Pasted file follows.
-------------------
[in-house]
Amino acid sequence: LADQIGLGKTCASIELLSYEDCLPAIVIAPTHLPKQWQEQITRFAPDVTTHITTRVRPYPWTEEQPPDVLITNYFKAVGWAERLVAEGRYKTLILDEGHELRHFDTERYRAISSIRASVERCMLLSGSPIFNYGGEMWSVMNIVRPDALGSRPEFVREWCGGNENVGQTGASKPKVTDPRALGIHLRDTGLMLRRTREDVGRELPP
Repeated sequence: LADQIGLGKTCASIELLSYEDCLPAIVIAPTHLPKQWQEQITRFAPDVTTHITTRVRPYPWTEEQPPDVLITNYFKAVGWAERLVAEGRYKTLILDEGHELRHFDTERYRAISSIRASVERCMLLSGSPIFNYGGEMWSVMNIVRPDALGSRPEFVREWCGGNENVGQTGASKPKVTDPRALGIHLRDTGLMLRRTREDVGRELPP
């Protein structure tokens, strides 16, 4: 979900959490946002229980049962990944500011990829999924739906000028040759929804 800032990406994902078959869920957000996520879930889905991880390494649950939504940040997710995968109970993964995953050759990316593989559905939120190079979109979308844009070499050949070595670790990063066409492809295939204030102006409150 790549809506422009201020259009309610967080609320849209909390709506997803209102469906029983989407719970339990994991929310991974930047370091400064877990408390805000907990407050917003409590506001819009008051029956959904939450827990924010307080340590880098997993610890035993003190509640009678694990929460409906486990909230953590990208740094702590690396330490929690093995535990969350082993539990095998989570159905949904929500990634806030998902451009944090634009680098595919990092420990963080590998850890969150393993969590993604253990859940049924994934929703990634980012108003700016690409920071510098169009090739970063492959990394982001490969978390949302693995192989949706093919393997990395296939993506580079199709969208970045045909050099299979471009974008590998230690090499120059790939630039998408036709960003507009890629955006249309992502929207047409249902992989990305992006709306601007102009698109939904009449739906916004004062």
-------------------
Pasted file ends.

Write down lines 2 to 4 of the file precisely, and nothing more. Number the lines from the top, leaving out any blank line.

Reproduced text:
Amino acid sequence: LADQIGLGKTCASIELLSYEDCLPAIVIAPTHLPKQWQEQITRFAPDVTTHITTRVRPYPWTEEQPPDVLITNYFKAVGWAERLVAEGRYKTLILDEGHELRHFDTERYRAISSIRASVERCMLLSGSPIFNYGGEMWSVMNIVRPDALGSRPEFVREWCGGNENVGQTGASKPKVTDPRALGIHLRDTGLMLRRTREDVGRELPP
Repeated sequence: LADQIGLGKTCASIELLSYEDCLPAIVIAPTHLPKQWQEQITRFAPDVTTHITTRVRPYPWTEEQPPDVLITNYFKAVGWAERLVAEGRYKTLILDEGHELRHFDTERYRAISSIRASVERCMLLSGSPIFNYGGEMWSVMNIVRPDALGSRPEFVREWCGGNENVGQTGASKPKVTDPRALGIHLRDTGLMLRRTREDVGRELPP
């Protein structure tokens, strides 16, 4: 979900959490946002229980049962990944500011990829999924739906000028040759929804 800032990406994902078959869920957000996520879930889905991880390494649950939504940040997710995968109970993964995953050759990316593989559905939120190079979109979308844009070499050949070595670790990063066409492809295939204030102006409150 790549809506422009201020259009309610967080609320849209909390709506997803209102469906029983989407719970339990994991929310991974930047370091400064877990408390805000907990407050917003409590506001819009008051029956959904939450827990924010307080340590880098997993610890035993003190509640009678694990929460409906486990909230953590990208740094702590690396330490929690093995535990969350082993539990095998989570159905949904929500990634806030998902451009944090634009680098595919990092420990963080590998850890969150393993969590993604253990859940049924994934929703990634980012108003700016690409920071510098169009090739970063492959990394982001490969978390949302693995192989949706093919393997990395296939993506580079199709969208970045045909050099299979471009974008590998230690090499120059790939630039998408036709960003507009890629955006249309992502929207047409249902992989990305992006709306601007102009698109939904009449739906916004004062």